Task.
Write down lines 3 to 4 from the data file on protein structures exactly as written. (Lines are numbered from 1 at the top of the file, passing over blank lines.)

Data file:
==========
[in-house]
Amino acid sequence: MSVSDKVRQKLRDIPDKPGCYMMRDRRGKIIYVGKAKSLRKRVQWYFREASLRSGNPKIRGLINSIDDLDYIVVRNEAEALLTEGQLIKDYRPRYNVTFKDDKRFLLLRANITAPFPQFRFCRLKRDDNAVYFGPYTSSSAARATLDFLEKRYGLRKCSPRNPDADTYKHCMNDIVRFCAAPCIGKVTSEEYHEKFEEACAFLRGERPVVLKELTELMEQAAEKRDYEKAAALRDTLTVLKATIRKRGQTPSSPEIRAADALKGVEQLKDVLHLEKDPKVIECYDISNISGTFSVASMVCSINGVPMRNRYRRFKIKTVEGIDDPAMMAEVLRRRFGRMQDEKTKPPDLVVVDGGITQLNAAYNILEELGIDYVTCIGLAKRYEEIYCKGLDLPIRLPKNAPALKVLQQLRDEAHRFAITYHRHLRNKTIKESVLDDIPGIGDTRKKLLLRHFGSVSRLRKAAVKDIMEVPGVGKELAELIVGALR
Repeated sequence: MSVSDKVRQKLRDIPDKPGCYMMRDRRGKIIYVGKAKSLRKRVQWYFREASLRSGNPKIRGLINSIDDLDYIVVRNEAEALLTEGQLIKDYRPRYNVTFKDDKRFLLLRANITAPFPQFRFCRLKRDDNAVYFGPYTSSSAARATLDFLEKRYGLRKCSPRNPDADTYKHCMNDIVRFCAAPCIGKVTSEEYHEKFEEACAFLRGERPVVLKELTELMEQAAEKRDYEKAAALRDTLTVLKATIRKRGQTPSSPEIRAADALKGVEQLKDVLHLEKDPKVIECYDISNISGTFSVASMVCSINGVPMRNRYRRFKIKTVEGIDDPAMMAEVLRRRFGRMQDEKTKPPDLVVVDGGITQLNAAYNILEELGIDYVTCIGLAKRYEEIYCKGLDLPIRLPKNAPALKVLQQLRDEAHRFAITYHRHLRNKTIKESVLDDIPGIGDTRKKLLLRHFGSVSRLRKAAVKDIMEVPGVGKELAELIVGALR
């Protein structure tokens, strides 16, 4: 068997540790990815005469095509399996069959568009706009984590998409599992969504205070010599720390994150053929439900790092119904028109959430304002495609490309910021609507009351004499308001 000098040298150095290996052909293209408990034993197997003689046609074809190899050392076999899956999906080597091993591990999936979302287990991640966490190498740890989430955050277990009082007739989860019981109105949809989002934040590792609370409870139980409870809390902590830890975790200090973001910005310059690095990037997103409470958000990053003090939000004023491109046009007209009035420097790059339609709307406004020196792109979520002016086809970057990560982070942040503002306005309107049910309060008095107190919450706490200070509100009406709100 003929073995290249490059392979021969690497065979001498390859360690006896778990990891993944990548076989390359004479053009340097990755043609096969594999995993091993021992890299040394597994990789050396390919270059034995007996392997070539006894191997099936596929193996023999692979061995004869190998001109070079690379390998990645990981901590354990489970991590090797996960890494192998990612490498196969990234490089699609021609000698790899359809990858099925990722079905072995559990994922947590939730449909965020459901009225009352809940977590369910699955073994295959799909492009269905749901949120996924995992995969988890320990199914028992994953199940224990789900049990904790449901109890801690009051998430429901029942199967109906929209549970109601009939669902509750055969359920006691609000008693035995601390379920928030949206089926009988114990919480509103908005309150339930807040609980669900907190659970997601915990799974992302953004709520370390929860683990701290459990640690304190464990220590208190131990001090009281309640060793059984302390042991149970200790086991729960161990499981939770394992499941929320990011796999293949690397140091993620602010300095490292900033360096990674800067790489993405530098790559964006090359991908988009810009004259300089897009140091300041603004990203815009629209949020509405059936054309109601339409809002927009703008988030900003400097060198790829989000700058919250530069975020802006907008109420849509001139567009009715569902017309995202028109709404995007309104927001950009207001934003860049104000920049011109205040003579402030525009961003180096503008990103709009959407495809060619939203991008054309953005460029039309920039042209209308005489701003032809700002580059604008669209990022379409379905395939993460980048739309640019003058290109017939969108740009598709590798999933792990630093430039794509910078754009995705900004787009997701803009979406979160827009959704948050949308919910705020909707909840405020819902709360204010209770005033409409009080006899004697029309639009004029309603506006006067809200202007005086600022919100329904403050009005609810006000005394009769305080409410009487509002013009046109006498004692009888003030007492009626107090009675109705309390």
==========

Repeated sequence: MSVSDKVRQKLRDIPDKPGCYMMRDRRGKIIYVGKAKSLRKRVQWYFREASLRSGNPKIRGLINSIDDLDYIVVRNEAEALLTEGQLIKDYRPRYNVTFKDDKRFLLLRANITAPFPQFRFCRLKRDDNAVYFGPYTSSSAARATLDFLEKRYGLRKCSPRNPDADTYKHCMNDIVRFCAAPCIGKVTSEEYHEKFEEACAFLRGERPVVLKELTELMEQAAEKRDYEKAAALRDTLTVLKATIRKRGQTPSSPEIRAADALKGVEQLKDVLHLEKDPKVIECYDISNISGTFSVASMVCSINGVPMRNRYRRFKIKTVEGIDDPAMMAEVLRRRFGRMQDEKTKPPDLVVVDGGITQLNAAYNILEELGIDYVTCIGLAKRYEEIYCKGLDLPIRLPKNAPALKVLQQLRDEAHRFAITYHRHLRNKTIKESVLDDIPGIGDTRKKLLLRHFGSVSRLRKAAVKDIMEVPGVGKELAELIVGALR
């Protein structure tokens, strides 16, 4: 068997540790990815005469095509399996069959568009706009984590998409599992969504205070010599720390994150053929439900790092119904028109959430304002495609490309910021609507009351004499308001 000098040298150095290996052909293209408990034993197997003689046609074809190899050392076999899956999906080597091993591990999936979302287990991640966490190498740890989430955050277990009082007739989860019981109105949809989002934040590792609370409870139980409870809390902590830890975790200090973001910005310059690095990037997103409470958000990053003090939000004023491109046009007209009035420097790059339609709307406004020196792109979520002016086809970057990560982070942040503002306005309107049910309060008095107190919450706490200070509100009406709100 003929073995290249490059392979021969690497065979001498390859360690006896778990990891993944990548076989390359004479053009340097990755043609096969594999995993091993021992890299040394597994990789050396390919270059034995007996392997070539006894191997099936596929193996023999692979061995004869190998001109070079690379390998990645990981901590354990489970991590090797996960890494192998990612490498196969990234490089699609021609000698790899359809990858099925990722079905072995559990994922947590939730449909965020459901009225009352809940977590369910699955073994295959799909492009269905749901949120996924995992995969988890320990199914028992994953199940224990789900049990904790449901109890801690009051998430429901029942199967109906929209549970109601009939669902509750055969359920006691609000008693035995601390379920928030949206089926009988114990919480509103908005309150339930807040609980669900907190659970997601915990799974992302953004709520370390929860683990701290459990640690304190464990220590208190131990001090009281309640060793059984302390042991149970200790086991729960161990499981939770394992499941929320990011796999293949690397140091993620602010300095490292900033360096990674800067790489993405530098790559964006090359991908988009810009004259300089897009140091300041603004990203815009629209949020509405059936054309109601339409809002927009703008988030900003400097060198790829989000700058919250530069975020802006907008109420849509001139567009009715569902017309995202028109709404995007309104927001950009207001934003860049104000920049011109205040003579402030525009961003180096503008990103709009959407495809060619939203991008054309953005460029039309920039042209209308005489701003032809700002580059604008669209990022379409379905395939993460980048739309640019003058290109017939969108740009598709590798999933792990630093430039794509910078754009995705900004787009997701803009979406979160827009959704948050949308919910705020909707909840405020819902709360204010209770005033409409009080006899004697029309639009004029309603506006006067809200202007005086600022919100329904403050009005609810006000005394009769305080409410009487509002013009046109006498004692009888003030007492009626107090009675109705309390």